When children feel that they belong, the effect is powerful.
Children who feel valued and included develop confidence and a strong sense of self. In turn, they’re better equipped to show kindness and compassion to others, including others who are different from themselves.
That’s why Primrose schools put “belongingness” at the center of all our teaching, including lessons about diversity and inclusion.
“We want children to feel: I am important and valuable and I belong, and other children who are different from me in many ways are equally important and equally belong,” says Dr. Lauren Starnes, vice president of early childhood education, research and development for Primrose Schools®.
Each September, Primrose schools kick off the academic year with a monthlong Alike and Different unit. The Balanced Learning® curriculum continues this emphasis on celebrating differences and building character throughout the year.
Alike and Different
While previous generations may have been told to ignore differences in race, body type or ability, today’s childhood development experts generally agree that noting differences is healthy — it’s assigning negativity to those differences that leads to prejudice.
That’s why Primrose focuses on “alike and different,” teaching children that we are all people; people come in various shapes, sizes, colors and personalities; and we’re all special for who we are.
Of course, that’s a big idea for little ones, so the curriculum makes it accessible. To start, students are encouraged to use the scientific process of observation to note what makes them different and the same. That might sound like this:
Alicia has black hair and Quinn has red hair, but they both love ponytails!
Tommy has peach skin and freckles, and Arjun has brown skin and no freckles, but they both get goose bumps when they feel a cool breeze.
Olivia’s family celebrates Chinese New Year, and Kevin’s family celebrates Jewish New Year. Those are both about new beginnings!
“Children do see differences between people, such as skin tone,” Starnes says. “We don’t want children to think they can’t talk about it.”
Around age 3, children become more aware that not everyone experiences the world the way they do, Starnes adds. That makes this a crucial time to lay the groundwork for respectful curiosity, openness and empathy.
In the first five years of life, children are forming their self-identity, which makes it important that they see themselves reflected in the world around them, Starnes says.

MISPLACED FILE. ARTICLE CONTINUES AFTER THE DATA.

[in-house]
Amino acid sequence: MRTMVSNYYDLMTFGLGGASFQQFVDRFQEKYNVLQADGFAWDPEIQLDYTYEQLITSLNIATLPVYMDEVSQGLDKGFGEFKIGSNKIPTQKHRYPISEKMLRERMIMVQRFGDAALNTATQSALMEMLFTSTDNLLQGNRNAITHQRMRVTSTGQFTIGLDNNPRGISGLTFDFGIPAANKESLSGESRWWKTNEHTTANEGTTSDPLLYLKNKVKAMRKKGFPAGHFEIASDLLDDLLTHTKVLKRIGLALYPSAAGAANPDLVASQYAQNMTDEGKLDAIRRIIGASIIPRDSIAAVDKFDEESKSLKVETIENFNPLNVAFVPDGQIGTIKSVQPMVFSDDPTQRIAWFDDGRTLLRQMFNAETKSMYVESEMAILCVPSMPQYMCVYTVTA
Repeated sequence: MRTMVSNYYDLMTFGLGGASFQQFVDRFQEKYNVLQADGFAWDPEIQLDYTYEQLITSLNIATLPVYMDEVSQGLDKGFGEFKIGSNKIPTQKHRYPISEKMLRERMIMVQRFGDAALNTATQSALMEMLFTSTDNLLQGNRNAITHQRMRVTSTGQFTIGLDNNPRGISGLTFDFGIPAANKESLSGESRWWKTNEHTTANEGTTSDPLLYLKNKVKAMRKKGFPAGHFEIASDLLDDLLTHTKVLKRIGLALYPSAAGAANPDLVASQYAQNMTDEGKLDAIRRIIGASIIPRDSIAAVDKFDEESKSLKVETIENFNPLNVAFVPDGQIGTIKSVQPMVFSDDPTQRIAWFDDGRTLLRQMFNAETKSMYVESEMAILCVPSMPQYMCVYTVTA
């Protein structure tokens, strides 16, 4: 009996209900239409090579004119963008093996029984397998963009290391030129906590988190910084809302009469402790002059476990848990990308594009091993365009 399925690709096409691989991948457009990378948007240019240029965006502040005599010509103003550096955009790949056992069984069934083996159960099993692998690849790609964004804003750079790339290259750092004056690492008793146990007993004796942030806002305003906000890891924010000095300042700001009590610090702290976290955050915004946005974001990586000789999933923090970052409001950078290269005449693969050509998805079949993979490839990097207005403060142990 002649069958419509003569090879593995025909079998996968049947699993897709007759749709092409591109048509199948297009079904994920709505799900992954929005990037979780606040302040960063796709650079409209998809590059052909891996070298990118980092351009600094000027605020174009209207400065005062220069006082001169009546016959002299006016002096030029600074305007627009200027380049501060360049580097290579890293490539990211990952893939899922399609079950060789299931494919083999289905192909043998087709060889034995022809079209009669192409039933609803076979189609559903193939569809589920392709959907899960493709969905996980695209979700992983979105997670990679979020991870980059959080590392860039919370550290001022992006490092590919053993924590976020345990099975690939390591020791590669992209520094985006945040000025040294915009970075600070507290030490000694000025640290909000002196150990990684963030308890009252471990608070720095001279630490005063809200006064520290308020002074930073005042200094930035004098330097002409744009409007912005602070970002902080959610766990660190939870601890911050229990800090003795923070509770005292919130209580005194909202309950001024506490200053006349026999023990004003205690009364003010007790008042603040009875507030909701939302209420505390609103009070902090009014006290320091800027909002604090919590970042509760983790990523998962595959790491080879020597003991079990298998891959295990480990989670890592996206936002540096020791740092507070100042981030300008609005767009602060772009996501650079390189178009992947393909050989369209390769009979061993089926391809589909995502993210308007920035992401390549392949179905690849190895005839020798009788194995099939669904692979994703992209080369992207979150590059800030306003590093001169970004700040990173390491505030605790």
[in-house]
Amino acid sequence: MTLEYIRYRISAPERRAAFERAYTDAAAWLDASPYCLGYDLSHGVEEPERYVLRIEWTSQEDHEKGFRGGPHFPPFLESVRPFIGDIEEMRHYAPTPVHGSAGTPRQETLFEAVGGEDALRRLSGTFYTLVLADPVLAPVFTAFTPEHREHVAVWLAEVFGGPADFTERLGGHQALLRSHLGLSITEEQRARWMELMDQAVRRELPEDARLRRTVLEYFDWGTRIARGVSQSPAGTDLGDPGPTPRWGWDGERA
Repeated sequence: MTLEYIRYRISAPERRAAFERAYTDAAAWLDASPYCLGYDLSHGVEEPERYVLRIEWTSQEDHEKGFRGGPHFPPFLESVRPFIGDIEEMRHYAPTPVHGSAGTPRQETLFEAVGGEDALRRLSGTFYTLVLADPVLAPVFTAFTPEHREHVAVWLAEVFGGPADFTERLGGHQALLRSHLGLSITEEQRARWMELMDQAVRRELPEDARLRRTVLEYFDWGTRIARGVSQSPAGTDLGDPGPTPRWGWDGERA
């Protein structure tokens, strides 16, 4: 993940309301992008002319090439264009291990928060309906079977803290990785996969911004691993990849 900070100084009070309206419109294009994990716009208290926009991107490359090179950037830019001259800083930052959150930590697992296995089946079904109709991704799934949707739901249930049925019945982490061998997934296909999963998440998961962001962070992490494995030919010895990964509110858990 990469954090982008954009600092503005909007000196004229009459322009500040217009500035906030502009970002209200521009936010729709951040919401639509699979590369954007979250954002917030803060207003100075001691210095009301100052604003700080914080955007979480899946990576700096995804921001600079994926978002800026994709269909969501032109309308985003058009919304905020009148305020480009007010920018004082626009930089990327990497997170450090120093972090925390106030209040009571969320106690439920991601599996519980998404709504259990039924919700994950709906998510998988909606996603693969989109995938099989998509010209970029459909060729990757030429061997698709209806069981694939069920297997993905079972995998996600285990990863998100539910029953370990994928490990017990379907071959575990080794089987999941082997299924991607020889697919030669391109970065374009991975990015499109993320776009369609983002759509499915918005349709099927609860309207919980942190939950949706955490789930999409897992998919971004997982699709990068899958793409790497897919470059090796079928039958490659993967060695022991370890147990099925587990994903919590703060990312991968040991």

“It’s important young children see physical representations of themselves in the classroom, with multicultural characters in books, multicultural dolls and other materials showing different skin colors and body types,” Starnes says. “This helps children derive a sense of self-concept, feel personal pride, and also begin to conceive of a global community.”
Primrose teachers read stories that celebrate multiculturalism, such as “We Are Alike, We Are Different”, by Janice Behrens, which compares faces, clothes, food and words from around the world, and “Mixed Me!”, by Taye Diggs, about being a biracial child. The Harmony & Heart® music program includes songs from many cultures, including “Usagi Usagi” (Japan), “Dipidu” (Uganda) and “Aiken Drum” (Scotland).
Educated by Our Families
Of course, Primrose students don’t need to rely on books and songs to experience different cultures; the classroom provides an array of different family traditions and backgrounds. Primrose schools use this innate diversity as a resource to educate the children; throughout the school year, children and families are invited to share something from their culture or family with the class.
In this context, “culture” can have broad meaning. It could be a child from a family of Puerto Rican descent showing off the country’s flag, or a child whose ancestors emigrated from Germany wearing traditional lederhosen. Or, a child who recently moved from New York might dress up as the Statue of Liberty; a child whose extended family loves to camp every summer could wear outdoor clothes and explain what it’s like to sleep in the woods.
The important part is that children get to share what is meaningful to them and their families, Starnes says.
This sharing creates a sense of belonging that “helps the child feel emotionally and socially safe,” she says. “At Primrose, they are loved, valued and appreciated — not just the child, but the child’s entire family.”
After all, when you belong, you can welcome others, too.
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